Overshadowed this week by Microsoft’s splashy Windows 10 device event was the official launch of Dynamics NAV 2016, the enterprise resource planning (ERP) software platform for small and midsize businesses.
In keeping with the Microsoft’s post-PC, “cloud-first” product strategy, the latest version of Dynamics NAV features deeper ties to the Redmond, Wash., software giant’s Azure-backed cloud services slate. “Microsoft Dynamics NAV 2016 offers significant new capabilities in mobility, business insight, and cloud services, as well as deeper interoperability with Microsoft Azure, Microsoft Dynamics CRM and Office 365,” said Microsoft Corporate Vice President Wayne Morris in an Oct. 5 announcement.
The cloud is the great equalizer, enabling SMBs to stand their ground against larger enterprises, according to Morris. “SMBs worldwide are looking to lower costs and compete more effectively with larger organizations, and are turning to technology to help streamline processes, empower workers with insights anywhere and on any device, and to scale securely through the power of the cloud,” he said.
Accordingly, Dynamics NAV 2016 works in tandem with several Microsoft cloud services to enhance SMB business processes with enterprise-grade capabilities. They include new business analytics capabilities, courtesy of Power BI, Microsoft’s cloud-based business intelligence software offering.
Customers can glean business insights “with pre-built Microsoft Power BI dashboards and data connections that give teams instant access to key performance indicators in an intuitive environment designed for secure collaboration,” stated Morris. Dynamics NAV 2016 also features native integration with Microsoft Dynamics CRM Online, allowing organizations to link their customer service and sales operations.
Customers can also skip on-premises installs altogether. “Take advantage of enterprise class scalability, security, and availability in the cloud with the new option to deploy Microsoft Dynamics NAV on Microsoft Azure SQL Database, Microsoft’s industry-leading database-as-a-service in the cloud offering,” urged Morris.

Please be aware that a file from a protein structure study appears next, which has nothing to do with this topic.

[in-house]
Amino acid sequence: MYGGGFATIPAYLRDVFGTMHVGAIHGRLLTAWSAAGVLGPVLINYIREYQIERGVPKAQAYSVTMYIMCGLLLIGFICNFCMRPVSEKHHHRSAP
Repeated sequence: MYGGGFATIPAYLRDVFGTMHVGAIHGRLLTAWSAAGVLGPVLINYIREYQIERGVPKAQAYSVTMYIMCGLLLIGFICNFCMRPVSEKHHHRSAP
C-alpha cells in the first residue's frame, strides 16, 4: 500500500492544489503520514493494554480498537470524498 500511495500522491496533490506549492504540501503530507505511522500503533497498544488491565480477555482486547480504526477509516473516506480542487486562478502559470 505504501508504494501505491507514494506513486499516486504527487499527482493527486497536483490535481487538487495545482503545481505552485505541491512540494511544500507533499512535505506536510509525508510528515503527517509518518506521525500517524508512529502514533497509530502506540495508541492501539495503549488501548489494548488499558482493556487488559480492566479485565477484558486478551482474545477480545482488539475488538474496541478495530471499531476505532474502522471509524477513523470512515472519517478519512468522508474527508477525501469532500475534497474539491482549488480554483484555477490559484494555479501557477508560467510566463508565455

Coinciding with the software’s release is the general availability of Microsoft’s Dynamics NAV managed service for partners, which has been in preview since April.
The program is aimed at firms “interested in providing multitenant Software-as-a-Service (SaaS) solutions built on Microsoft Dynamics NAV and deployed in the cloud on Microsoft Azure,” noted Morris in a separate Oct. 6 statement. The offering provides a Web services application programming interface (API), a new management portal, and simplified licensing and billing along with a financially backed service-level agreement of “four nines” (99.99 percent) availability.
Naturally, mobility factors heavily in practically all of Microsoft’s business software efforts of late. Dynamics NAV 2016 supports “mobile workers on any device with new streamlined, easy-to-use native apps for all form factors of devices—phones, tablets, and mouse and keyboard—running Android, iOS, or Windows,” Morris said.
Microsoft isn’t the only software maker seeking to popularize ERP software among SMBs.
Earlier this year, open-source enterprise software maker ERPNext launched an ERP suite for small businesses that takes its cues from popular consumer apps. “People’s expectations from how software should be designed are based on their use of smartphones’ popular applications like Facebook. Also SMB clients don’t have time for training, so there is a very small window by which they can get hooked to the application,” Rushabh Mehta, founder of ERPNext, told eWEEK’s Nathan Eddy at the time.